Sensor Technik Wiedemann (STW), ifm, and Palfinger answered five questions about the status quo and future use of CAN in the conservative field of mobile machine applications.
CAN Newsletter: Which new applications CAN FD, CANopen FD, or J1939-17/22 could address?
STW: We see great demand and options for distributed intelligent robotics controls. Furthermore, applications that require encrypted communication benefit heavily from these protocols. Additionally, these protocols enable us to reduce busloads.
ifm: Currently, neither ifm nor our customers are realizing any project using CAN FD, CANopen FD, or J1939-17/22.
Palfinger: For the moment we use CANopen. I think the next goal will be an Ethernet-based protocol.
CAN Newsletter: When your products will be CAN FD, CANopen FD, or J1939-17/22 capable?
STW: We make this decision depending on customer demand. At the moment we expect enquiries in 2022, at the earliest.
ifm: All of our new products are capable to support CAN FD, CANopen FD, and J1939-17/22. When the market in general or a big customer would require to support a corresponding solution, implementation in the hardware would be relatively simple. Regarding software, to realize a commonly-used tool-based solution would be a challenge. Such programming environments as e.g. Codesys do not support CAN FD at the moment.
Palfinger: We will not use it in the near future, I assume earliest in 2025.
CAN Newsletter: What is missing in standardization for mobile machines (e.g. special device profiles, IoT interfaces)?
STW: At the moment, we lack standardized high-speed communication connectors. An industrial standard in this sector would reduce variety, which would simplify the creation of modern system architectures and reduce costs. Both would be of benefit to the manufacturers of mobile machines.
ifm: Due to free programmability of our devices, we are very flexible. The customers can adapt their applications on the requirements very simply. A lot of applications are also self-contained and thus proprietary.
Palfinger: We are missing, that the truck manufacturers are not providing/supporting any CANopen profile.
CAN Newsletter: Do you see a need for CAN XL in mobile machines?
STW: At the moment, we see no demand for CAN XL.
ifm: At the moment, we see no customer demands on a higher bandwidth. Formerly, in some (very few!) projects, we considered to implement an additional Ethernet-based two-wire network (Broadr-Reach). Finally, the customers decided against it, because effort and gain are not in a reasonable relation to each other. For diagnostics, maintenance, and programming all current devices provide a four-wire Ethernet interface as a standard. This is a clear market requirement and is also used by all our customers.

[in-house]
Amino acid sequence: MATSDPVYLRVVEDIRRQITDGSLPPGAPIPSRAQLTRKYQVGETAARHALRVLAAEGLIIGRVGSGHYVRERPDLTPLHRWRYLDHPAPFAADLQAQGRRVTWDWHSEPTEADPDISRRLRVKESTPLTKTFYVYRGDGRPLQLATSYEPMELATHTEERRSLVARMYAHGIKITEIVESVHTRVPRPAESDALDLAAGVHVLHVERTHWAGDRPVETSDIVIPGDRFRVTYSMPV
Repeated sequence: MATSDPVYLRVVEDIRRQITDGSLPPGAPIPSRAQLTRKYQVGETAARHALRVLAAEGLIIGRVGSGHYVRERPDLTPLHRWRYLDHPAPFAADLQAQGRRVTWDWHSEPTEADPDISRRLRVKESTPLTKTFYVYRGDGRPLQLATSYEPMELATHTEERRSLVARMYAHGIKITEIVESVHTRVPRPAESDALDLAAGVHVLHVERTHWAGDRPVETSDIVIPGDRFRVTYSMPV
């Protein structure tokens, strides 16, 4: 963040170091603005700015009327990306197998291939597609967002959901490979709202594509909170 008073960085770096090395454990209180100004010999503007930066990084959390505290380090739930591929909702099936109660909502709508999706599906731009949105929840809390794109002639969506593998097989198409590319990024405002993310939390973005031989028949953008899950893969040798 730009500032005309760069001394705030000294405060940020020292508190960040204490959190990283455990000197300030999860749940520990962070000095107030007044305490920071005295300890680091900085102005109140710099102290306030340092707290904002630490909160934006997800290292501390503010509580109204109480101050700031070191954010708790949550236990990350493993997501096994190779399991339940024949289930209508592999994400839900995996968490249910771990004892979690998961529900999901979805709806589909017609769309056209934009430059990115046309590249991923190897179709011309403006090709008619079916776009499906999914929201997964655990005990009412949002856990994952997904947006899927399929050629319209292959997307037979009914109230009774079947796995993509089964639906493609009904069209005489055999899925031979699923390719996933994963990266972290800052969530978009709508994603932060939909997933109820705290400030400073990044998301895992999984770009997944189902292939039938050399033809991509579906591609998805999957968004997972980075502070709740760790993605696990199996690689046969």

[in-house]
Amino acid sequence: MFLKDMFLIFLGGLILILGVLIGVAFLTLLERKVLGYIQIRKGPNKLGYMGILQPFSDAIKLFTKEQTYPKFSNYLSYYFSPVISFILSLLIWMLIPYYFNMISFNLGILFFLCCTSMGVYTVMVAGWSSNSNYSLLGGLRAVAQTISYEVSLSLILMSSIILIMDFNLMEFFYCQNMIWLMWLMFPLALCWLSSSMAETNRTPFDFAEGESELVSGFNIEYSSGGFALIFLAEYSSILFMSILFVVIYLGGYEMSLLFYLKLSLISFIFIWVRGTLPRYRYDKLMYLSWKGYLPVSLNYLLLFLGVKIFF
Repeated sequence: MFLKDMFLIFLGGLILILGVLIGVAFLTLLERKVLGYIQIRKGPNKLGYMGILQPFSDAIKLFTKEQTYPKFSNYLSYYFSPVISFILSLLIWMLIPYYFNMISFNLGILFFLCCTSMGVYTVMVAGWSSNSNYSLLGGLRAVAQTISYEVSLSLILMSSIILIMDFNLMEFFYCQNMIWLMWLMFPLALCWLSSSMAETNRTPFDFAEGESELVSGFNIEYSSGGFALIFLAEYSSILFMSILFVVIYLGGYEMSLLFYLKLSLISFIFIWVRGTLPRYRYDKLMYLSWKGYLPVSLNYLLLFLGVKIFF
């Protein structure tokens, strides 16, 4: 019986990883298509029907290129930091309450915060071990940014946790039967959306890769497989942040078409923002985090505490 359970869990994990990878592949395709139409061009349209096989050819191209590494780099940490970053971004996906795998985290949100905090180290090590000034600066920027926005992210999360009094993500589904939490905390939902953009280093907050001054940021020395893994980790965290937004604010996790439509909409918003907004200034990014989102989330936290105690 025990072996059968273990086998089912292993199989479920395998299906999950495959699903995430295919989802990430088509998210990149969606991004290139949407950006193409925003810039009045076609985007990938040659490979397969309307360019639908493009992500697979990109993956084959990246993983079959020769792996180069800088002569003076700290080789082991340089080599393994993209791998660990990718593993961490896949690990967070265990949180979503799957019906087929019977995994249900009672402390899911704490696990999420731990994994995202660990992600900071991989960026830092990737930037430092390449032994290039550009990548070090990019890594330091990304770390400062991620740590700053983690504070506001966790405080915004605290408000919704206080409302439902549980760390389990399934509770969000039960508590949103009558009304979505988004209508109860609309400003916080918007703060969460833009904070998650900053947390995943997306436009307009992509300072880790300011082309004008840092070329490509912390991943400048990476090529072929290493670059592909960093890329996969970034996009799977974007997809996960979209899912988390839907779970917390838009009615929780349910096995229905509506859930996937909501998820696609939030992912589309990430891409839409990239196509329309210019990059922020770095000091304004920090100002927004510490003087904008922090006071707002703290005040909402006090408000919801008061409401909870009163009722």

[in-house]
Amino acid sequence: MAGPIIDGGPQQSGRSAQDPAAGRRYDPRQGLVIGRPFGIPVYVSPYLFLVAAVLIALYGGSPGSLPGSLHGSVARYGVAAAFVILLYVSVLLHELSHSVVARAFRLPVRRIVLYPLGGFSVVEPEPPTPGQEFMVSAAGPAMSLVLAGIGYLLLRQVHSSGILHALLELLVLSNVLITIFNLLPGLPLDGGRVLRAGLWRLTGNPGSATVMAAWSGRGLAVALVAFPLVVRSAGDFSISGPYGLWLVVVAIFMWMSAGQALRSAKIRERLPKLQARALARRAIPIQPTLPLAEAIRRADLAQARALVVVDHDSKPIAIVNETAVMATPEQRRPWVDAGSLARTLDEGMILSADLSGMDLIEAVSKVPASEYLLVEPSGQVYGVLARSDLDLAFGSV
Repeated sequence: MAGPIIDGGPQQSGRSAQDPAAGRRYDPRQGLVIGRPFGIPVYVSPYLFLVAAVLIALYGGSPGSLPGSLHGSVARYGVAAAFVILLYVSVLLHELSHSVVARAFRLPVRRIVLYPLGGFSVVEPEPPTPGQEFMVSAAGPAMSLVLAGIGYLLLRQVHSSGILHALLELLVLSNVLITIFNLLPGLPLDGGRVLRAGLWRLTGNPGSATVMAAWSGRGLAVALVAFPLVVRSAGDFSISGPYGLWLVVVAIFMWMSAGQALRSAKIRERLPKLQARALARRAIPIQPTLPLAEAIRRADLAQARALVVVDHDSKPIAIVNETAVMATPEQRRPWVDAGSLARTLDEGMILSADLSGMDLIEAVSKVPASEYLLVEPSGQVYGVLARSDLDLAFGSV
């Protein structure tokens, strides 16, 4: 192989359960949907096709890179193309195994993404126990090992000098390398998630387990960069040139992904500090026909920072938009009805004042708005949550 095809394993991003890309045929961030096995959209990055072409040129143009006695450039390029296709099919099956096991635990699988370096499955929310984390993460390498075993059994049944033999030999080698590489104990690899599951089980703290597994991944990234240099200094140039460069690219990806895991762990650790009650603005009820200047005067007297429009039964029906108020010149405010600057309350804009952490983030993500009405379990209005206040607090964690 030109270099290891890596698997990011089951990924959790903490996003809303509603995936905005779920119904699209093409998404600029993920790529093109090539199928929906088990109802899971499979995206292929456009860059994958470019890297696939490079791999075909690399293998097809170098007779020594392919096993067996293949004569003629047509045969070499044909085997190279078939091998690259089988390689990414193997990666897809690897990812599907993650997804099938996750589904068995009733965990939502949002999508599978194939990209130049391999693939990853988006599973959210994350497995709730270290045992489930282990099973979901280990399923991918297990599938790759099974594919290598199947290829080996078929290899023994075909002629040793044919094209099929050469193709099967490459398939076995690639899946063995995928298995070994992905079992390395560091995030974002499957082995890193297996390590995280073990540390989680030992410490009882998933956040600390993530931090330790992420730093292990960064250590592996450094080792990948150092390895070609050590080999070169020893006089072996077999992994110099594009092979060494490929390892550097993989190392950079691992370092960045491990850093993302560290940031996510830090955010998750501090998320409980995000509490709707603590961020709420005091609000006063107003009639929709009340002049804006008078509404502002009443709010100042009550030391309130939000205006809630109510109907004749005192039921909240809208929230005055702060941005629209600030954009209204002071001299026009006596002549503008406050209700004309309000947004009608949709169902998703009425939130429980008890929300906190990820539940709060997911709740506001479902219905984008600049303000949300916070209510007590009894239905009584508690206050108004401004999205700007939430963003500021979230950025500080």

Palfinger: Sorry, I never heard about CAN XL before.
CAN Newsletter: Which impacts has the Covid-19 pandemic in the application field of mobile machines?
STW: Fortunately, the only negative impact that we had to suffer are difficulties in the supply chain. But that is nothing that is exclusive to our business as we all know. Positive effects have been realized regarding the digitalization of our daily workflows. But again, that concerns the whole industry, and is not exclusive to STW.
ifm: We have had a certain turnover decrease in 2020 and a very clear recovery in 2021. Unfortunately, the components shortage leads partly to delivery bottlenecks and considerably higher component acquisition efforts.
Palfinger: I think, that it is a small impact. The same as for the rest of the mobile machines industry.
STW: Since 35 years, the Germany-based company works in the field of digitalization, automation, and electrification of mobile machines. Supplemented by partner products, STW assists medium-sized manufacturers and large OEMs (original equipment manufacturer) while integration of mobile machines into business processes. Internet of Things (IoT), Industry 4.0, (semi) autonomous driving and working, as well as e-mobility are the current topics of the developers.
ifm: Founded in 1969, the company with headquarters in Essen (Germany) manufactures sensors and controls for industrial automation. Products include position sensors, motion control sensors, vision sensors, safety products, process sensors, machine condition sensors, industrial networks, and wiring technology. Worldwide, more than 6500 employees in round 70 subsidiaries develop, produce, and distribute products to over 150 000 customers. Regarding R&D, ifm employs over 820 development engineers.
Palfinger: Established in 1932, the manufacturer offers lifting solutions for use on commercial vehicles, ships, and stationary equipment. Headquartered in Austria, Palfinger has more than 30 manufacturing and assembly sites worldwide. Company’s products are exported in more than 130 countries. Over 100 loader crane models are available on the world market. Diverse lifts, access platforms, railway systems and bridge inspection units, as well as solutions for maritime industries are also parts of the growing product portfolio.
News and reports